Ricoh GXR: Close-Up Behavior of the M-Mount Lenses

Overview of Lens Data Relevant to Close-Up Behavior | Comparison Photos

Since I like to take close-up photos of flowers and other motives, I tried to answer the question, which of my M-mount lenses can be used for this purpose (the shortest distance values of the lenses suggest that I cannot use any of them...). Therefore, I made comparison photos at the shortest possible distance and also calculated the maximum magnification of my lenses.

Note: The formulae used for the calculations in the table below can be found on page Calculating Minimum Object Size and Magnification.


Overview of Lens Data Relevant to Close-Up Behavior

Lens Mount
Focal Length
Angle of View
Min Distance

Smallest Object Size

    Full-Fr. Format APS-C (DX) Full-Frame Format APS-C (DX)   Technical Data
(FF Format)
Full-Frame Format*       APS-C (DX)     
Voigtländer Super Wide Heliar M bayonet* 15 mm 22.5 mm 110° diagonal 87° diagonal 0.5 m   1106 x 737 mm
732 x 488 mm
Zeiss Biogon T* C M bayonet 21 mm 31.5 mm 90° diagonal 68° diagonal 0.5 m   775 x 516 mm
523 x 349 mm
Voigtländer Snapshot-Skopar M39 25 mm 37.5 mm 82° diagonal 59° diagonal 0.7 m   934 x 628 mm
615 x 410 mm
Minolta M-Rokkor M bayonet 28 mm 42 mm 75° diagonal 54° diagonal 0.8 m   951 x 634 mm
627 x 418 mm
Zeiss Biogon T* C M bayonet 35 mm 52.5 mm 62° diagonal 44° diagonal 0.7 m   652 x 434 mm
439 x 293 mm
Zeiss Sonnar T* C M bayonet 50 mm 75 mm 46° diagonal 32° diagonal 0.9   592 x 395 mm
395 x 263 mm
Voigtländer Color Heliar M39 75 mm 112.5 mm 32° diagonal 21° diagonal 1.0 m   444 x 296 mm
293 x 195 mm
Leitz Elmar-C M bayonet 90 mm 135 mm 27° diagonal 18° diagonal 1.0 m   372 x 248 mm
244 x 163 mm
Leitz Tele-Elmar M bayonet 135 mm 202.5 mm 18° diagonal 12° diagonal 1.5 m 330 x 220 mm
368 x 245 mm
244 x 163 mm

*) Or: M-mount
*) Calculated for a sensor width of 36 mm (note that the Leica M (Typ 240) has a sensor width of 35.8 mm)
**) Calculated for 35 mm according to a simple formula on the basis of angle of view (technical data) and shortest distance (technical data); please note that these values are just estimates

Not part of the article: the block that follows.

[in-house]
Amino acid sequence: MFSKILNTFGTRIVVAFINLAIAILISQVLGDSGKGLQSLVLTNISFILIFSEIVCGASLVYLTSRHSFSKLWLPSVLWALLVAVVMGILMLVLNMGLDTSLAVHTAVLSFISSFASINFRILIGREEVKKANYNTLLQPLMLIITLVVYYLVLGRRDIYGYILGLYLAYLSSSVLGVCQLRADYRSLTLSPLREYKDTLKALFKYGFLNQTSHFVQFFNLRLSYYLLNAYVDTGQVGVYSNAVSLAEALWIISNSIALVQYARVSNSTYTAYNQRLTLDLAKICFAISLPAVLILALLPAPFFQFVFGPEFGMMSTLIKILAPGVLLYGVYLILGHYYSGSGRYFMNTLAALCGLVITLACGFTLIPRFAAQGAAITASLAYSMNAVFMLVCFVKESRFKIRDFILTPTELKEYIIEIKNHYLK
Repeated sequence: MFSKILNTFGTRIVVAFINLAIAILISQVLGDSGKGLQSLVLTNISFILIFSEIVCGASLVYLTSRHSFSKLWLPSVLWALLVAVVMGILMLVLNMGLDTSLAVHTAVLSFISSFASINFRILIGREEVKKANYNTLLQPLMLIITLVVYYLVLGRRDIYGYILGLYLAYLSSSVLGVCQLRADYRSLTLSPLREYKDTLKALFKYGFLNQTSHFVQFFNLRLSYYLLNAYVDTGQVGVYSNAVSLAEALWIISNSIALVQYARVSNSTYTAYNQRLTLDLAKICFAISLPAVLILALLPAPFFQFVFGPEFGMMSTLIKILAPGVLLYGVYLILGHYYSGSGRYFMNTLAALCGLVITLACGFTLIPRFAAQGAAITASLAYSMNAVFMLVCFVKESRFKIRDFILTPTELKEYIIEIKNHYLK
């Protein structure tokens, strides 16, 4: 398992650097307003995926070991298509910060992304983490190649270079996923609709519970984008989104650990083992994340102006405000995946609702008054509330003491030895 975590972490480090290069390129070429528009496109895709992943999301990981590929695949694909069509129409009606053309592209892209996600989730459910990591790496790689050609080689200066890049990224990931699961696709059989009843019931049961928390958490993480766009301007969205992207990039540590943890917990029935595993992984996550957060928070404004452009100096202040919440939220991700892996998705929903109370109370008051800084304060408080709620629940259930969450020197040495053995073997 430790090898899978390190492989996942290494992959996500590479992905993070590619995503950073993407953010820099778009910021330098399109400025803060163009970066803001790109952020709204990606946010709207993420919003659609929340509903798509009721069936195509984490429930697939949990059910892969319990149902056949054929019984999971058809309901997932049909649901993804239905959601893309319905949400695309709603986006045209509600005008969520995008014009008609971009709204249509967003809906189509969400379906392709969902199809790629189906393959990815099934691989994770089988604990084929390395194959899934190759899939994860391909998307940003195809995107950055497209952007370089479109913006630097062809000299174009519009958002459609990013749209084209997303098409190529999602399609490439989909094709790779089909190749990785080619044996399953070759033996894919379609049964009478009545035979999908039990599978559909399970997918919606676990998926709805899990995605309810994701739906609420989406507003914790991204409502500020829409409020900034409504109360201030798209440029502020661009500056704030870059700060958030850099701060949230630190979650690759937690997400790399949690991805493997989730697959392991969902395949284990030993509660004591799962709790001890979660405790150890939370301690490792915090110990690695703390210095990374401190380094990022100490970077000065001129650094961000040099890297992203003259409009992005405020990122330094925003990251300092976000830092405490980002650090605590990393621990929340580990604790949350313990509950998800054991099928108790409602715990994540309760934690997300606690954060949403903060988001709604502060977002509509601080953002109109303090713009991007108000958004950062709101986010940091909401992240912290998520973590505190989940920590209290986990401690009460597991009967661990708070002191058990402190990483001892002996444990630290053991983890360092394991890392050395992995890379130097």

) Ditto, recalculated from sensor format and shortest distance (technical data); please note that these values are just estimates


My calculations reveal that the magnification of a lens is independent of the sensor (film) format (given the same aspect ratio), but, of course, the angle of view and the smallest object size are different (because of the crop).

When starting from film/sensor-related data, both Leitz lenses deliver identical values for the smallest object size and magnification. They are also the lenses which deliver the highest magnification for close-up photography.

Note: The formulae used for the calculations in this table (rightmost column) can be found on page Calculating Minimum Object Size and Magnification.


Comparison Photos

Here are comparison photos taken with my M-mount lenses where I tried to photograph a scene at the shortest possible distance (and in most cases at the maximum aperture):


Voigtländer Super Wide Heliar 15mm f/4.5


Zeiss Biogon 21mm f/4.5



Minolta M-Rokkor 28mm f/2.8 (Voigtländer Snapshot-Skopar 25mm f/4 mm is similar)


Zeiss Biogon 35mm f/2.8



Zeiss Sonnar 50mm f/1.5 (at f/2.8)


Voigtländer Color Heliar 75mm f/2.5


Leitz Elmar-C 90mm f/4


Leitz Tele-Elmar 135mm f/4

Note that the Voigtländer Snapshot-Skopar25mm f/4 is missing here, because I bought it after this test was performed. It comes close to the Minolta M-Rokkor (1:26 versus 1:26.6 for Minolta).


As a rule of thumb, the test photos reveal that the shorter the focal length of the lens from my collection, the less the lens is suited to close-up shots. This is reflected in the magnification values that I (mostly) calculated. Somewhat disappointing in this respect is the Minolta M-Rokkor 28mm f/2.8 (the missing Voigtländer Snapshot-Skopar has a similar close-up performance but has a shorter focal length), which is topped by the Zeiss Biogon 21mm f/4.5. The Voigtländer Color Heliar 75mm f/2.5 is better at close-up shots than all the wider lenses - it comes in third - but it cannot compete with the two Leitz tele lenses, although it is not too far away from them (1:12).

The two Leitz lenses are suited to close-up shots best, although a magnification of about 1:10 is also not impressing. Their technical values are more or less identical, but due to their different focal lengths (90 mm and 135 mm), both differ with respect to perspective and thus background blurring. While the Elmar-C is more handy (lighter, smaller), the Tele-Elmar provides a better separation of the foreground object from the background.

All in all, either of the two Leitz tele lenses is suited to "moderate" close-up photography. Setting the focus correctly (and manually), is another story, though... But both lenses have a focus ring with a small thread pitch, which makes focusing easier: The distance scale stretches over about 180 degrees, whereas it is about 90 degrees for all the other lenses (with slight variations), including the Voigtländer Color Heliar 75mm f/2.5.


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